Economy, World War I

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In April 1917, almost fifty-two years to the day after Lee's surrender at Appomattox, the United States entered the First World War. The federal government moved forward tentatively as it sought to mobilize the nation for its first great conflict since the Civil War. By November 1918, however, the federal government overcame its early handicaps and successfully marshaled the nation's human and economic assets to fight. In the process, Washington accumulated vast new powers, vindicated the ideas of a generation of reformers, and set the stage for New Deal and World War II reforms.

The first issue the Wilson administration faced as it prepared America for war in April 1917 concerned financing the mammoth cost of war. On this issue Progressives and their traditionalist opponents waged the first great battle. World War I cost an estimated $33.5 billion, and of this amount the government borrowed some $23 billion and raised some $10.5 billion through taxes. Progressive reformers had hoped to finance the bulk of the war through taxation but, faced with spiraling costs and congressional opposition to draconian taxes, Secretary of the Treasury William McAdoo sought greater reliance on generating revenue through the sale of government bonds. In the end, McAdoo's Liberty Bond Campaign contributed some $22 billion to the nation's war coffers. McAdoo's use of the Federal Reserve System to enlarge the nation's money supply eased the fiscal strain on the credit supply and facilitated the rise of the national debt from $1 billion to $20 billion. But it also brought about a doubling of the consumer price index between 1916 and 1920. Despite the Treasury Department's emphasis on borrowing and currency manipulation, Progressive reformers led by Wisconsin's Robert La Follette were not without success. Presaging Franklin Roosevelt's progressive tax policy of World War II, the 1917 and 1918 Revenue Acts proved significant in shifting the tax burden from the shoulders of the working class to the affluent. During the war federal receipts from consumption and excise taxes (taxes on certain goods and licenses) declined from 75 percent of total tax revenue to 25 percent, while revenue from income, corporate, luxury, and estate taxes grew from 25 percent to 75 percent of total tax revenue. Despite inflation, many working-class and farm incomes increased during the war. For the wealthy, after-tax income reached a plateau.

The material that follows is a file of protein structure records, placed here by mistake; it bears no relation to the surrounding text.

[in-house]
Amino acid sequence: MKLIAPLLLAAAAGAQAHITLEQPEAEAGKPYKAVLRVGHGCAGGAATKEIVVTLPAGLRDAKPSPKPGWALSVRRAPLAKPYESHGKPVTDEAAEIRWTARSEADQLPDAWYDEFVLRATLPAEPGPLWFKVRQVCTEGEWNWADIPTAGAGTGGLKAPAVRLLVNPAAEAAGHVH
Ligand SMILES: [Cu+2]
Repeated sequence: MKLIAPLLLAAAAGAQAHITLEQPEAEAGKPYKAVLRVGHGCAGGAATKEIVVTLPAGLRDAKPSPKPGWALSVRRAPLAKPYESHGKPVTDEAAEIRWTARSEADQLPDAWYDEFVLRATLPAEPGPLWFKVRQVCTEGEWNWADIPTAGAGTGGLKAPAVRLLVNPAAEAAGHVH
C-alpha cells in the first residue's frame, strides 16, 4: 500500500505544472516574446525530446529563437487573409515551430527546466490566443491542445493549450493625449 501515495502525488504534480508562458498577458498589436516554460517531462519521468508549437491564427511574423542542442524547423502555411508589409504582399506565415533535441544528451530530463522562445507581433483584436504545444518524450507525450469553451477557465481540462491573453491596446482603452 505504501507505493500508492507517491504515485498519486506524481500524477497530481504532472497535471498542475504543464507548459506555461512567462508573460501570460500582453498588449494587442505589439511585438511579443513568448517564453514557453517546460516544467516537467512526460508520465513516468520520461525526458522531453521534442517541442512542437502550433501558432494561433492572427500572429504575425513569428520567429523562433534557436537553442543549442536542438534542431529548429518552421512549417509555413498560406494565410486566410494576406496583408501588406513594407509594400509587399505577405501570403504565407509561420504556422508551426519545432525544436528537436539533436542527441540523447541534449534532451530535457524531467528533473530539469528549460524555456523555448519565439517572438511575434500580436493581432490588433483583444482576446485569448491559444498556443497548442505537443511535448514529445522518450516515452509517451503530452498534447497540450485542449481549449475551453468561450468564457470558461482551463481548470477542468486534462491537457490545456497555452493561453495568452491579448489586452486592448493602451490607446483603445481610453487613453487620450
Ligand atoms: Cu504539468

The Wilson administration faced the enormous task of marshalling the nation's human and material resources. By Armistice Day the United States had raised a military of nearly 4.8 million soldiers and shipped over 20 million tons of food to Europe. None of this would have been possible without a mammoth increase in the power and authority of the federal government to organize the economy so as to support the war effort. In 1916, as part of its overall preparedness campaign, Congress created the Council of National Defense, made up of cabinet officers and leaders from business and labor. The council's major achievement involved the creation of various specialty coordinating agencies, including the Food Administration and the War Industries Board. In May 1917 President Wilson appointed Herbert Hoover as Food Administrator and charged him with raising U.S. agricultural production in order to furnish both domestic and European needs. Congress provided Hoover considerable power under the Lever Act, which gave him authority to control the production and distribution of key commodities such as meat and grain. The future president augmented his official powers with new voluntary measures, including conservation of key commodities through the observance of "meatless days" and "wheatless days." Hoover's policies paid off handsomely for all concerned. Food exports increased from some 7 million tons in 1916 to 18 million tons in 1918, and farm income soared as the Lever Act pegged commodity prices at often twice their prewar level.